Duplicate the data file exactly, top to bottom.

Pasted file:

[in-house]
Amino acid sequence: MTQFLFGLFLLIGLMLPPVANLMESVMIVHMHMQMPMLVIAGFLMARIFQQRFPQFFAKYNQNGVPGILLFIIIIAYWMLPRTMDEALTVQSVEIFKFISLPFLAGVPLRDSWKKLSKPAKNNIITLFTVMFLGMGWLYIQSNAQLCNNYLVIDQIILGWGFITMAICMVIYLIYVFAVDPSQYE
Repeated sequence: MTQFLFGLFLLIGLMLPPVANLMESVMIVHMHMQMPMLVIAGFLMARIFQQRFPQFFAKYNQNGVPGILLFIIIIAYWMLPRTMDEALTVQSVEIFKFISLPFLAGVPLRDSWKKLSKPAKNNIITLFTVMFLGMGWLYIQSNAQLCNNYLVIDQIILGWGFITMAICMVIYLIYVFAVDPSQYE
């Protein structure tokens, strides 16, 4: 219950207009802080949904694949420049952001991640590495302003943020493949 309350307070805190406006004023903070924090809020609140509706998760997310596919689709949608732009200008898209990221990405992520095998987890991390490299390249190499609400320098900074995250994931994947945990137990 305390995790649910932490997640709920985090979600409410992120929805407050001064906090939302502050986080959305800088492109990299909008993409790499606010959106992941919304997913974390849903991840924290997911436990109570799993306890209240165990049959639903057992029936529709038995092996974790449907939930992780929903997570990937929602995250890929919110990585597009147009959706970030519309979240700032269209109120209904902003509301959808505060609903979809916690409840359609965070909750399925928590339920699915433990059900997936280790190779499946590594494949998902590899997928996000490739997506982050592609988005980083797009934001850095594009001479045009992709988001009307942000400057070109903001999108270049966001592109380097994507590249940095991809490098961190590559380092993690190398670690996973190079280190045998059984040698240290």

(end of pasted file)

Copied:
[in-house]
Amino acid sequence: MTQFLFGLFLLIGLMLPPVANLMESVMIVHMHMQMPMLVIAGFLMARIFQQRFPQFFAKYNQNGVPGILLFIIIIAYWMLPRTMDEALTVQSVEIFKFISLPFLAGVPLRDSWKKLSKPAKNNIITLFTVMFLGMGWLYIQSNAQLCNNYLVIDQIILGWGFITMAICMVIYLIYVFAVDPSQYE
Repeated sequence: MTQFLFGLFLLIGLMLPPVANLMESVMIVHMHMQMPMLVIAGFLMARIFQQRFPQFFAKYNQNGVPGILLFIIIIAYWMLPRTMDEALTVQSVEIFKFISLPFLAGVPLRDSWKKLSKPAKNNIITLFTVMFLGMGWLYIQSNAQLCNNYLVIDQIILGWGFITMAICMVIYLIYVFAVDPSQYE
């Protein structure tokens, strides 16, 4: 219950207009802080949904694949420049952001991640590495302003943020493949 309350307070805190406006004023903070924090809020609140509706998760997310596919689709949608732009200008898209990221990405992520095998987890991390490299390249190499609400320098900074995250994931994947945990137990 305390995790649910932490997640709920985090979600409410992120929805407050001064906090939302502050986080959305800088492109990299909008993409790499606010959106992941919304997913974390849903991840924290997911436990109570799993306890209240165990049959639903057992029936529709038995092996974790449907939930992780929903997570990937929602995250890929919110990585597009147009959706970030519309979240700032269209109120209904902003509301959808505060609903979809916690409840359609965070909750399925928590339920699915433990059900997936280790190779499946590594494949998902590899997928996000490739997506982050592609988005980083797009934001850095594009001479045009992709988001009307942000400057070109903001999108270049966001592109380097994507590249940095991809490098961190590559380092993690190398670690996973190079280190045998059984040698240290």